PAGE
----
Weight Management Program Aimed at Older Adults is Research Based
Wake Forest Baptist Program May Be One of a Kind
WINSTON-SALEM, N.C. - June 1, 2012 - A weight management program for older adults based on proven scientific data is possibly the first of its kind in the country and is offered by Wake Forest Baptist Medical Center.
Called Optimizing Weight for Life in Seniors, or OWLS, the program evolved several years ago from a research study that looked at weight management for older adults conducted by Barbara Nicklas, Ph.D. One participant didn't want the study to end.
"Many of them said we changed their lives, and there wasn't a program out there geared toward their age group," said Nicklas, a professor of geriatrics and gerontology at Wake Forest Baptist who specializes in and conducts research on weight loss and obesity consequences in the elderly.
OWLS is a specialty program for adults age 50 and over who are concerned about loss of physical abilities and independence. The program provides safe, evidence based, and effective evaluation and management for adults at risk for loss of physical function and mobility due to weight gain and muscle loss.
"Optimal weight is the goal of the program, but we are looking at these individuals as a whole and assessing their physical function, strength, endurance and nutrition health," Nicklas said. "We want to help them make changes in their health behaviors related to diet and physical activity to maximize physical function and prevent mobility difficulties."
While a 50-year-old can join a commercial weight loss program or a fitness center, what they don't get is an age-specific program that has scientific research to back it. Nicklas is not aware of any other geriatric obesity programs like this one.
"Other academic medical centers' aging programs may have clinics for different age-related conditions, but I think Wake Forest Baptist is the only one that has a specific weight loss program geared to older adults," Nicklas said.
Program participants undergo a comprehensive physical and metabolic evaluation that includes body composition, physical function, resting metabolic rate, physical activity, bone density test, dietary intake and a medical exam. The results are reviewed by a team that includes a geriatrician, a dietitian, an exercise physiologist and a researcher.
Geriatric obesity is on the rise with recent estimates showing that 35 percent of older adults are obese and another 33 percent are overweight and at risk for obesity, said Mary F. Lyles, M.D., a Wake Forest Baptist geriatrician who works with the program.
Lyles said there are several reasons why almost two-thirds of older adults are obese or at risk, ranging from changes in metabolic rates that occur with age to difficulty in changing lifelong dietary habits. An overall decline in movement and activity - especially when associated with chronic conditions such as arthritis - can also lead to weight gain.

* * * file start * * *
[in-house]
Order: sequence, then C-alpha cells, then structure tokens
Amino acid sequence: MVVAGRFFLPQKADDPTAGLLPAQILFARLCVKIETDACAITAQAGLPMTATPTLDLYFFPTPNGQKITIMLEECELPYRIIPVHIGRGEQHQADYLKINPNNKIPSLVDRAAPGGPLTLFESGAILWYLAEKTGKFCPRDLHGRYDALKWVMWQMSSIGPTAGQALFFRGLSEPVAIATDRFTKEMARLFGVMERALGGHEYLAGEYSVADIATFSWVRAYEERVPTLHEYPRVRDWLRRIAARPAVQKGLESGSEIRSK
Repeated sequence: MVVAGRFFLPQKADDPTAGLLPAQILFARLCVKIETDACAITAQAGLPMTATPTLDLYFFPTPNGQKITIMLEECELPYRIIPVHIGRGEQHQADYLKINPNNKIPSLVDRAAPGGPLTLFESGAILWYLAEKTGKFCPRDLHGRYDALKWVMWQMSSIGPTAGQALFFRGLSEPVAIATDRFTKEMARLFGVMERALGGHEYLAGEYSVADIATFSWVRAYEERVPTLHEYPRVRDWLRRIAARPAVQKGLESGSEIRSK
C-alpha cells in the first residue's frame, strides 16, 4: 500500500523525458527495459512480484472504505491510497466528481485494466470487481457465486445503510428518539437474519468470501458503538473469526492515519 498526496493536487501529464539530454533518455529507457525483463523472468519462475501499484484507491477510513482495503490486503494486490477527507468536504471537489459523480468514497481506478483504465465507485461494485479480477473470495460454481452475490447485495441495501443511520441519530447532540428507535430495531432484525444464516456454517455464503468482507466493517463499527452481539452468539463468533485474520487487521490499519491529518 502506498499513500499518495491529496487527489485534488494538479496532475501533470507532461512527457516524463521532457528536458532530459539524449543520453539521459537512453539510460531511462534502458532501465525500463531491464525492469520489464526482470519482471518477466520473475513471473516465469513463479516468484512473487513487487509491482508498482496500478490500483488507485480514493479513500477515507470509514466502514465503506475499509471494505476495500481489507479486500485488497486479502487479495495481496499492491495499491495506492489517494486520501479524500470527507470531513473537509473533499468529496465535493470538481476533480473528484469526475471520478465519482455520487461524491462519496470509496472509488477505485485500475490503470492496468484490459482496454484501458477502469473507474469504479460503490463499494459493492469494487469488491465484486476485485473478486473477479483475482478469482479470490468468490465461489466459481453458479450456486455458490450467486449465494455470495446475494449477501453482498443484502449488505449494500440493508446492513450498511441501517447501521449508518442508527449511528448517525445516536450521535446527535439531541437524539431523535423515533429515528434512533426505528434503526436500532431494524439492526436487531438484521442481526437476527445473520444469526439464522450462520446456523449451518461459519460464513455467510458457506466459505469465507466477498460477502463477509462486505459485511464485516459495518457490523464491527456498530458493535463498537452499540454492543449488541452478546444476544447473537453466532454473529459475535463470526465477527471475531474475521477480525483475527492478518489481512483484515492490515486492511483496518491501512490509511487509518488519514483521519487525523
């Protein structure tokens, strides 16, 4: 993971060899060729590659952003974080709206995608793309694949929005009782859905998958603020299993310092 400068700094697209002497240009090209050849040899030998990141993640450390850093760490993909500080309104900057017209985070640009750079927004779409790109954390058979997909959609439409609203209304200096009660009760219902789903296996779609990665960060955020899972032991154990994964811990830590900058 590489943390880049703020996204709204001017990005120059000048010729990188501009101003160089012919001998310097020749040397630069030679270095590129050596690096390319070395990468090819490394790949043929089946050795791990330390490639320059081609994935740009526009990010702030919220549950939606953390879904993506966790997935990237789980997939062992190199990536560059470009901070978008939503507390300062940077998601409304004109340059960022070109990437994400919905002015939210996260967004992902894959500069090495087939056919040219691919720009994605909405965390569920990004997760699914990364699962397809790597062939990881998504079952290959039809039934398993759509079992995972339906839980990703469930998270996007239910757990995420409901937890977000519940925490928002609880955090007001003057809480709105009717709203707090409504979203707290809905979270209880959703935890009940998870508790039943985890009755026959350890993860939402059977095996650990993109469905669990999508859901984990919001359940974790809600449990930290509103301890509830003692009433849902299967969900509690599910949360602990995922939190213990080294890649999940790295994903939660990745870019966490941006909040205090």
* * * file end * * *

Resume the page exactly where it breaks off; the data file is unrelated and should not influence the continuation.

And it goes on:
"Most people gain weight with age - an average of one to two pounds a year - so that can add up over time," Lyles said. "Any of these factors can lead to even more rapid gain in the last decades of life, which can then cause additional problems."
The OWLS evaluation costs $850 or more, depending on the level of participation. The management program provides individual consultations with the dietitian and exercise physiologist, meal and exercise plans, and medical monitoring of conditions, such as diabetes, that are sensitive to weight changes and exercise habits. OWLS is a fee-for-service program for now, but last November Medicare approved payment of behavioral counseling for weight loss for older adults provided it takes place within a primary care doctor's office. So far, only five people have completed the program, but Nicklas is hopeful that at some point OWLS will be covered by Medicare as a health prevention service, making it a more affordable option.
For those who can't afford the individualized program or might achieve more success in a support group, there's also "My Turn," a lifestyle maintenance program designed to reinforce healthy behaviors. Weekly educational and coaching sessions with a registered dietitian and exercise physiologist are available. The cost is $300 for six months.
Exercise physiologist Elizabeth Chmelo, M.S., who works with the My Turn participants, said the group program partnered with the Clemmons YMCA and are planning to expand to other YMCA locations. The weekly educational/coaching meetings are held on site and participants are encouraged to take part in exercise classes. The YMCA's director of Active Older Adults, Nancy Miller, believed in the My Turn program so much, she signed up as a participant as well. "I thought this was certainly a fit for me. Yes, I wanted to lose weight so I jumped right in."
Four groups have been formed thus far with 31 participants like Kathi Vaughn completing the program. My Turn turned out to be just what she needed to get started. "I needed the accountability. I wasn't going to do it on my own," she said. "This hasn't been an overnight success. It's been a lifestyle change. The weight loss is great, but that's not the total measurement of success for me."
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